Sunday, November 11, 2012

Safe Sun Can Start With Self-Esteem

Today I am going a little off topic and combining the two issues I am most passionate about these days, melanoma awareness and support and encouragement for the younger people in our lives.  I dedicate this post to Rosemarie Oldhoff, who I believe is one of the many angels watching over me.  

I always thought I would end up being an advocate for diabetes research and prevention and eventually, become a life coach to help young teens, especially females, to find their strength and self-confidence.  These were the two things I wanted to see improve in my lifetime more than anything else. I still do, but I have added a few more to my list.  I never expected that I would end up feeling so passionately about skin cancer, but of course, like most things, I never knew I would end up with it.

I found this picture of me the other day. I was about 4 or 5 years old. The first thing I noticed, was my sassy little look and huge smile. Clearly, this girl had it together. She knew she was something special and she wasn’t afraid to hide it.

Something happened to that girl between that picture and now. Life, childhood teasing, developing a curvy figure WAY too early, not having the newest clothes or a lot of money, family issues- all of these things contributed to a lot of self-doubt and self-hate. I struggled with self-esteem issues for the majority of my life. I wasn’t proud of my natural skin color. I wasn’t proud of much that I was given.

My feelings about my looks are the reason I spent so much time trying to get a tan. Besides comments about my weight, my nose, my clothes, I got comments like, “Oh my God! You look like a ghost.”  Or, “You look sick. You need some sun.”  I started to believe that being darker would allow me to be beautiful. I figured having a tan would give me a chance to look like all those models and celebrities I adored. Also, it was a pretty easy thing to do when you consider all you have to do is lay around to get some sun.  My father ALWAYS got on me about getting too much sun. He told me it was bad. He told me I was fine just the way I was, but I didn’t believe him. I wanted to be beautiful, more than I wanted to be smart.  I wanted to be beautiful more than I wanted to be popular.  I wanted to be beautiful more than I wanted to be healthy and alive.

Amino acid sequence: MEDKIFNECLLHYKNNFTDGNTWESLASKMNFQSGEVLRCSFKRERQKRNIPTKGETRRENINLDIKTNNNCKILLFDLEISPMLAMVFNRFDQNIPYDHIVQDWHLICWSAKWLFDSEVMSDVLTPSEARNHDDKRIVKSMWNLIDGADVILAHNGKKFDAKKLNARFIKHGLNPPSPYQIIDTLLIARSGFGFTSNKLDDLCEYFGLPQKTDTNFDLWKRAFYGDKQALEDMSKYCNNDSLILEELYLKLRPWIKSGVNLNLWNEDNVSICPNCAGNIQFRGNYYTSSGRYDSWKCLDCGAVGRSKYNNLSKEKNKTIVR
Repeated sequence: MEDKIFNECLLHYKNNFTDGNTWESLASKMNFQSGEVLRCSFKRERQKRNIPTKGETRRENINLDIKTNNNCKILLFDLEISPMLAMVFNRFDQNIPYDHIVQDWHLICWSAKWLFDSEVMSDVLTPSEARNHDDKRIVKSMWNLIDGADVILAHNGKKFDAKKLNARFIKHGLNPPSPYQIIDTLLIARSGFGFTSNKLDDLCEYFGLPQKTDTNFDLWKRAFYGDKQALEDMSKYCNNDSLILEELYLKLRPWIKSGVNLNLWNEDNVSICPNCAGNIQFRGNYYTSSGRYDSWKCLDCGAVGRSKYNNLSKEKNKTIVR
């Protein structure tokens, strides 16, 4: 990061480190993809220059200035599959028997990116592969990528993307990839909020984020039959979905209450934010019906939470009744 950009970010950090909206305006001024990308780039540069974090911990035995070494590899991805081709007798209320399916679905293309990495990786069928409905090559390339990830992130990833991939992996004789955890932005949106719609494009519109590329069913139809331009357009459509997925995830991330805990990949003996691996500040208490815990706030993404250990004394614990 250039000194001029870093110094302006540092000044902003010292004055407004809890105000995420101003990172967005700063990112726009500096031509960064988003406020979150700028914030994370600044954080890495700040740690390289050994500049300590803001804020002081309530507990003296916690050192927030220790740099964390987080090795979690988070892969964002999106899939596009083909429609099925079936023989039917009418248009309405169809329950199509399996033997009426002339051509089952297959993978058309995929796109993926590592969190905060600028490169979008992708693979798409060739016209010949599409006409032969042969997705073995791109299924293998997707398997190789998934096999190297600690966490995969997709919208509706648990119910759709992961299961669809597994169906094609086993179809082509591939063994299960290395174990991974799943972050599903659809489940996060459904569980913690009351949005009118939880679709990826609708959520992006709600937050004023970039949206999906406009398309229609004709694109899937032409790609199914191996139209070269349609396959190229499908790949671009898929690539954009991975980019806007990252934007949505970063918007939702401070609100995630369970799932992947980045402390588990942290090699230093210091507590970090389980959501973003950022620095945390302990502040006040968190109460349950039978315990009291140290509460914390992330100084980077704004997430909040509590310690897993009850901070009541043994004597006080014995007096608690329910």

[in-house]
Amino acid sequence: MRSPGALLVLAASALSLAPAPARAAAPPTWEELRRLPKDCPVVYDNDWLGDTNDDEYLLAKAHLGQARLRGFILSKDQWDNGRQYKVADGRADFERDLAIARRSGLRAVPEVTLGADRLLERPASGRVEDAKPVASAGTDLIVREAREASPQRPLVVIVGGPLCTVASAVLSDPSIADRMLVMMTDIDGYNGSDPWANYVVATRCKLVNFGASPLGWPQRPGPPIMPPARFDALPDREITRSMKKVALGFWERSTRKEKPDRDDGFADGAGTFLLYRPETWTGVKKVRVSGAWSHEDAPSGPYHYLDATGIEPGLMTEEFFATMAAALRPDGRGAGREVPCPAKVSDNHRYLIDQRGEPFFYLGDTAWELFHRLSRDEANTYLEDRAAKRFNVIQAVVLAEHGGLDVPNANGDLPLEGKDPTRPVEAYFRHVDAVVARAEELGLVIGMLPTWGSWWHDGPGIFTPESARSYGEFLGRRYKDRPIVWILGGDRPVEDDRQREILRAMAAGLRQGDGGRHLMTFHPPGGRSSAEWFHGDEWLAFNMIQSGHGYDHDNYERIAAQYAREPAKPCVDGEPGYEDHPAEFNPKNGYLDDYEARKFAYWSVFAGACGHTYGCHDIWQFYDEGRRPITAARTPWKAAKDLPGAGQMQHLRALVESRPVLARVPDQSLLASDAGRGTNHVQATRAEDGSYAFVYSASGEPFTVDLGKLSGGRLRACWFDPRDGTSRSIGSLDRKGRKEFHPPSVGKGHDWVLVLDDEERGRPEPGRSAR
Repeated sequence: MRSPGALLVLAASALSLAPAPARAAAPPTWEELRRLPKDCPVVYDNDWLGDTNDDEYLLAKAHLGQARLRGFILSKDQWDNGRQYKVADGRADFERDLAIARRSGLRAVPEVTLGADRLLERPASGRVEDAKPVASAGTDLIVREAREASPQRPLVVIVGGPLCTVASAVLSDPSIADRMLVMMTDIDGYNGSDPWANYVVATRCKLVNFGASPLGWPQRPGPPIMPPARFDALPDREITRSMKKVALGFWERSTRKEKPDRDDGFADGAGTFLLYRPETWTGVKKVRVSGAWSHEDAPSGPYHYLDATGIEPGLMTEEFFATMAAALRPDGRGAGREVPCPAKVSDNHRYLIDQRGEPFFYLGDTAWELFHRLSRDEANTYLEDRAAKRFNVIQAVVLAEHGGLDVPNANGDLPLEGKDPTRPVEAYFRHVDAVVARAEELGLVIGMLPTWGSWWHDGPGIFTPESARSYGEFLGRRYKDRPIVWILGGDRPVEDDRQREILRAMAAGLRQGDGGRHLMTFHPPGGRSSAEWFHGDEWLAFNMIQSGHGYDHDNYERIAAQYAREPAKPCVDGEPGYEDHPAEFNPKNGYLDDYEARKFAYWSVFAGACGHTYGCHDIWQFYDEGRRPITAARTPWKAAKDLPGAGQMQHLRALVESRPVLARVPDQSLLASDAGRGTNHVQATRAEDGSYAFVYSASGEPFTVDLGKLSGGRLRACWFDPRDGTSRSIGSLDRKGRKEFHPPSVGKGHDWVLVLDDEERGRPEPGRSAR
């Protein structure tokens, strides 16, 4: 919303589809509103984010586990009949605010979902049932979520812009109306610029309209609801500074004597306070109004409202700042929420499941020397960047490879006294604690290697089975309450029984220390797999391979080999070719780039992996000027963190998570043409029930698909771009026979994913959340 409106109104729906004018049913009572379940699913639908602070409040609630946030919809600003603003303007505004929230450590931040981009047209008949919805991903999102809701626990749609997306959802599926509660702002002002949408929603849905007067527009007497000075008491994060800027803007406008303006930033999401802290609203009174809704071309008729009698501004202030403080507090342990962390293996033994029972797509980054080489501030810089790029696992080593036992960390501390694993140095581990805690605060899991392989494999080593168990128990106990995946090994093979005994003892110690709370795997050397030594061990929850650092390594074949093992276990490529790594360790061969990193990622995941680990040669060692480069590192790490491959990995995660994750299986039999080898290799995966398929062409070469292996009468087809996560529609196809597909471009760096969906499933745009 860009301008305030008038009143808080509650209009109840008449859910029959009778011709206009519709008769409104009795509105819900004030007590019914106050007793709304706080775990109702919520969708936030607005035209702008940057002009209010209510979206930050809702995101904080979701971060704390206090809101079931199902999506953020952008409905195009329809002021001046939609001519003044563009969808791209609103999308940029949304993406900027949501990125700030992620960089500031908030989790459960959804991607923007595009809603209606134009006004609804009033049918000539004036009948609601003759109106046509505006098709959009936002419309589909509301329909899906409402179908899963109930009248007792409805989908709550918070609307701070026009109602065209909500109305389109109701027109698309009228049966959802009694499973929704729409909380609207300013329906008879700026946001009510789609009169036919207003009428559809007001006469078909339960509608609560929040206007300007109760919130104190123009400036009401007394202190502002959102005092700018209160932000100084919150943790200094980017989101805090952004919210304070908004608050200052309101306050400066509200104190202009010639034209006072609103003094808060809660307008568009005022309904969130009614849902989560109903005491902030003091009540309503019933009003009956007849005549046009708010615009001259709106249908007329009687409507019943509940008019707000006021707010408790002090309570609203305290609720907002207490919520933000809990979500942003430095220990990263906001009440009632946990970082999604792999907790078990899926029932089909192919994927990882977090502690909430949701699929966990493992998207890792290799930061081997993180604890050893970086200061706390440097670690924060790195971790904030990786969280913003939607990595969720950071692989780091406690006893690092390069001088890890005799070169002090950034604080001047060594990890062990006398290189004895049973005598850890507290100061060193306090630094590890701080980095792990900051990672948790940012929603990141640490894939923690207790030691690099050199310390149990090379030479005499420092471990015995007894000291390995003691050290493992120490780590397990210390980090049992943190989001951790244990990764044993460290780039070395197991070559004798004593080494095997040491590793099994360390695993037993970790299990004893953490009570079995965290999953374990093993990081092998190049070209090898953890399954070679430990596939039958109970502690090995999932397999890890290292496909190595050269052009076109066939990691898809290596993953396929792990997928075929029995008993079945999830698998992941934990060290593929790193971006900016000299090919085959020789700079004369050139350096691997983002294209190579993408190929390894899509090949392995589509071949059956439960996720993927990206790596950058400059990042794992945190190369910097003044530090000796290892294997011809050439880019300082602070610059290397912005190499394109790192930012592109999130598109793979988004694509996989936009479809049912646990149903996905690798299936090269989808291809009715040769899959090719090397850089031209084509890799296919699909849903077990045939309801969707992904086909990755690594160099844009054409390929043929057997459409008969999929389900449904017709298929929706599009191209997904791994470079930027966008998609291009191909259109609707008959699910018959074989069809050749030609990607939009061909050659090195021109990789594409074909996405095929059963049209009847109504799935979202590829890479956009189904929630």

As a teen, I didn’t have any teachers or coaches that took an interest in me, or that I felt comfortable talking to about things that I struggled with. That is why, when I was a teacher in the classroom, I wanted so badly to be the type of adult role model I would want my children to talk to, when they felt they couldn’t talk to me.  

Knowing logically that I can’t save every kid, but emotionally wanting to save them all, I did my best. But there were some I failed.

My biggest failure was my beautiful, beautiful Rose.  She was on the dance team that I coached. She was an angel walking on this earth. Her outside beauty was almost unbelievable and her inside beauty was even greater.  If you didn’t know her, you wouldn’t believe it was possible for anyone to be that kind and sweet. I don’t think she had any idea of how special she really was. Rose was the kind of beautiful I always wanted to be.  No amount of tanning or dieting could have ever made me that beautiful.  

Me and the beautiful Rosemarie.

Rose’s mother was killed by an old boyfriend while I was coaching her. I had no idea how to help or support anyone going through that, but I tried. I even offered for her to live with me if she needed, but she moved from Orlando to go live with her father in another state.  I lost touch with her after that. I got married and instantly had my own teenage daughter to look out for. Then I had two babies within 4 years.  During that time, I got on Facebook and my sweet Rosie found me. She sent me a message telling me how proud I would be of her (I was always proud of her) and how well she was doing. We spoke about her coming to visit me the next time she was in Orlando, and one night at a concert, she actually walked right past me, but I couldn’t catch up to her in the crowd. I wish I had tried harder, because that was the last time I saw her.